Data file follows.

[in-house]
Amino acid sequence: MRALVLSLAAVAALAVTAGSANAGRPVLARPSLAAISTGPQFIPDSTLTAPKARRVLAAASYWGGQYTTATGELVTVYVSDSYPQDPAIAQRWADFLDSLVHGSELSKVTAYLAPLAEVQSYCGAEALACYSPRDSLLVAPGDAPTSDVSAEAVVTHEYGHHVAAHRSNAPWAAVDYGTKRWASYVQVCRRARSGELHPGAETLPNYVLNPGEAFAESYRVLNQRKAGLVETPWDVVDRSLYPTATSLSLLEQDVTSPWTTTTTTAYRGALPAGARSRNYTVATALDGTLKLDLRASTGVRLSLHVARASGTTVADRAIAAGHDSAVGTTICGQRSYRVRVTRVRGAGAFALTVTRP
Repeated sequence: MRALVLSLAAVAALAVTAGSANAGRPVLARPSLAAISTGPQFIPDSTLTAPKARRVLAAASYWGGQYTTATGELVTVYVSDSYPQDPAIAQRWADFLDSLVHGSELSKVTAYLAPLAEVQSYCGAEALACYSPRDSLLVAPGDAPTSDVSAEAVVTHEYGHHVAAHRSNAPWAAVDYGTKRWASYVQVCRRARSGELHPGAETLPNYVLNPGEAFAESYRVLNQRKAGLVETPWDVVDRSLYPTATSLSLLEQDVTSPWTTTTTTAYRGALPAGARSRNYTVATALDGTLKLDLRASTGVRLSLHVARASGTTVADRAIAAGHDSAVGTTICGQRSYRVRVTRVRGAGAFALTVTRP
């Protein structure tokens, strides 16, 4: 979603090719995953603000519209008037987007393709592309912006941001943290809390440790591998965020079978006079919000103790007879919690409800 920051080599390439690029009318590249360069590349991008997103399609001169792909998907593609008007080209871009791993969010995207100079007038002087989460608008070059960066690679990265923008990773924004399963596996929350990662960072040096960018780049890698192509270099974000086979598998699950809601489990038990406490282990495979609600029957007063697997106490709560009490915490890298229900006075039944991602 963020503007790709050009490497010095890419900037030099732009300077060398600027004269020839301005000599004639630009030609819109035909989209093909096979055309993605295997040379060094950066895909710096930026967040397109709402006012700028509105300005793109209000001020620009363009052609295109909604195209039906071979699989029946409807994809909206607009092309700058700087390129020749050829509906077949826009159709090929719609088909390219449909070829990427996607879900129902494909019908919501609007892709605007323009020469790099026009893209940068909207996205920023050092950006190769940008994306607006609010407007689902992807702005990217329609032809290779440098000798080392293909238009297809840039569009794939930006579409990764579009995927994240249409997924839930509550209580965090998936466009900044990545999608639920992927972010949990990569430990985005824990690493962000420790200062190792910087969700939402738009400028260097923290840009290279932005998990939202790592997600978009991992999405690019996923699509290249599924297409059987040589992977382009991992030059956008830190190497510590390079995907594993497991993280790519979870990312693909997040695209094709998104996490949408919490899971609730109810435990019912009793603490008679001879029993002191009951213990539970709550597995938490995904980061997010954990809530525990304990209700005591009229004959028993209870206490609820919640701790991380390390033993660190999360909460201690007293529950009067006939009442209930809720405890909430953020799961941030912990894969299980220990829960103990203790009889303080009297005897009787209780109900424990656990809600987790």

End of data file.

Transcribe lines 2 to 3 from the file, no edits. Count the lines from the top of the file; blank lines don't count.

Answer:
Amino acid sequence: MRALVLSLAAVAALAVTAGSANAGRPVLARPSLAAISTGPQFIPDSTLTAPKARRVLAAASYWGGQYTTATGELVTVYVSDSYPQDPAIAQRWADFLDSLVHGSELSKVTAYLAPLAEVQSYCGAEALACYSPRDSLLVAPGDAPTSDVSAEAVVTHEYGHHVAAHRSNAPWAAVDYGTKRWASYVQVCRRARSGELHPGAETLPNYVLNPGEAFAESYRVLNQRKAGLVETPWDVVDRSLYPTATSLSLLEQDVTSPWTTTTTTAYRGALPAGARSRNYTVATALDGTLKLDLRASTGVRLSLHVARASGTTVADRAIAAGHDSAVGTTICGQRSYRVRVTRVRGAGAFALTVTRP
Repeated sequence: MRALVLSLAAVAALAVTAGSANAGRPVLARPSLAAISTGPQFIPDSTLTAPKARRVLAAASYWGGQYTTATGELVTVYVSDSYPQDPAIAQRWADFLDSLVHGSELSKVTAYLAPLAEVQSYCGAEALACYSPRDSLLVAPGDAPTSDVSAEAVVTHEYGHHVAAHRSNAPWAAVDYGTKRWASYVQVCRRARSGELHPGAETLPNYVLNPGEAFAESYRVLNQRKAGLVETPWDVVDRSLYPTATSLSLLEQDVTSPWTTTTTTAYRGALPAGARSRNYTVATALDGTLKLDLRASTGVRLSLHVARASGTTVADRAIAAGHDSAVGTTICGQRSYRVRVTRVRGAGAFALTVTRP